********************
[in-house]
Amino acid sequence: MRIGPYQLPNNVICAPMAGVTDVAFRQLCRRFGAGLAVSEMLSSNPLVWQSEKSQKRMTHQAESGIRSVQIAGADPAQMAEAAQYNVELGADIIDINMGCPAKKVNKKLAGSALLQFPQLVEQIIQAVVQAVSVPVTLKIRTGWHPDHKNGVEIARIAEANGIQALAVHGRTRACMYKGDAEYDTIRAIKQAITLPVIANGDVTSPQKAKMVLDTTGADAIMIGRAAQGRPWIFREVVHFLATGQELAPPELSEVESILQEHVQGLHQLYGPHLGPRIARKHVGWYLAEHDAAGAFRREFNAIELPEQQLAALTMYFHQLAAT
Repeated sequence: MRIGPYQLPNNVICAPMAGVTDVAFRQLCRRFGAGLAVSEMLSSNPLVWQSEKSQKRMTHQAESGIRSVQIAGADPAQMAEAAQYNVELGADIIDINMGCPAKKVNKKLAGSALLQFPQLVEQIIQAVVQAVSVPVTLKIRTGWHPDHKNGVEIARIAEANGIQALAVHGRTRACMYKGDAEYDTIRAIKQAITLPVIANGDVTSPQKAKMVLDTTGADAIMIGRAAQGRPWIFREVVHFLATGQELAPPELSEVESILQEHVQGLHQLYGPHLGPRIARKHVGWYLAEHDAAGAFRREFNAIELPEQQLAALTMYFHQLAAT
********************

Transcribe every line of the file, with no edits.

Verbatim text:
[in-house]
Amino acid sequence: MRIGPYQLPNNVICAPMAGVTDVAFRQLCRRFGAGLAVSEMLSSNPLVWQSEKSQKRMTHQAESGIRSVQIAGADPAQMAEAAQYNVELGADIIDINMGCPAKKVNKKLAGSALLQFPQLVEQIIQAVVQAVSVPVTLKIRTGWHPDHKNGVEIARIAEANGIQALAVHGRTRACMYKGDAEYDTIRAIKQAITLPVIANGDVTSPQKAKMVLDTTGADAIMIGRAAQGRPWIFREVVHFLATGQELAPPELSEVESILQEHVQGLHQLYGPHLGPRIARKHVGWYLAEHDAAGAFRREFNAIELPEQQLAALTMYFHQLAAT
Repeated sequence: MRIGPYQLPNNVICAPMAGVTDVAFRQLCRRFGAGLAVSEMLSSNPLVWQSEKSQKRMTHQAESGIRSVQIAGADPAQMAEAAQYNVELGADIIDINMGCPAKKVNKKLAGSALLQFPQLVEQIIQAVVQAVSVPVTLKIRTGWHPDHKNGVEIARIAEANGIQALAVHGRTRACMYKGDAEYDTIRAIKQAITLPVIANGDVTSPQKAKMVLDTTGADAIMIGRAAQGRPWIFREVVHFLATGQELAPPELSEVESILQEHVQGLHQLYGPHLGPRIARKHVGWYLAEHDAAGAFRREFNAIELPEQQLAALTMYFHQLAAT